Gingerbread House Lit Mag, with its emphasis on fairy tale-inspired literature, is one of my very favorite journals. Very sadly, I must say that this is the final issue of GH! Butterworth-McDermott will go on to do exciting things in the literary and artistic worlds (she’s an artist as well as a poet/writer), but this feels like the end of an era.
Please check out the whole gorgeous issue through the link above.
What fun to be interviewed by poet Millicent Borges Accardi, author of the new Quarantine Highway, for the beautiful CutBank Literary Magazine. Her questions really made me think about my life, and in the process, I discovered things about myself. You might, too!
Perry’s ultrasound showed that he definitely has either IBD or lymphoma. Our decision was narrowed down to starting steroids or having investigative surgery. A complication is that he has recently developed a heart murmur so nothing can be done (except food change nightmare) until after his echocardiogram which is after Christmas! If you are a praying person, please put us on your list. Or send healing vibes or demands to the universe that this is IBD and that the steroids will make him well!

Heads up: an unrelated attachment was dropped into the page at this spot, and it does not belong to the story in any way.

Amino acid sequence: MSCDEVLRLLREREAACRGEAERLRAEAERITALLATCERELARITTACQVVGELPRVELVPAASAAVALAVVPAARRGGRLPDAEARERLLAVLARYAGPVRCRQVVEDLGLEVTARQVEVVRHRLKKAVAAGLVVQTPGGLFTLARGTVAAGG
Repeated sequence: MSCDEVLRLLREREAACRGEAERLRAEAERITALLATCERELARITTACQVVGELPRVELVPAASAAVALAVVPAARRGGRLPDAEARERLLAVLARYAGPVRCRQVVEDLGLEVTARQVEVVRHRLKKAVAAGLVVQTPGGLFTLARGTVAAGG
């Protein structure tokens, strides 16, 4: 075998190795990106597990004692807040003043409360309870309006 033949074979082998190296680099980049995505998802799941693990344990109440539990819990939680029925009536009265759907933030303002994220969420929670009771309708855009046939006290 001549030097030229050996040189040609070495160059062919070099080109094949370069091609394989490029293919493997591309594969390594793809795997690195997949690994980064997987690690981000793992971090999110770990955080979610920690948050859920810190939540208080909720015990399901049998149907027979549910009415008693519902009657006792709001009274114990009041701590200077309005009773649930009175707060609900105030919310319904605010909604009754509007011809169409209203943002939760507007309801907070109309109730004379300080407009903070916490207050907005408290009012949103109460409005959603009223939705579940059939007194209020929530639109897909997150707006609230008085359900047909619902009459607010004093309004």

Perry had his abdominal ultrasound on Friday, but I have not yet heard the results. I am giving him lots of hugs because he was feeling pretty sorry for himself going through the medical tests. Notice how his ears are down in a frown.
By the way, I was a little premature about the gardener and I being over Covid. We are but we aren’t. We just aren’t feeling that good yet, and I have a lot of congestion still.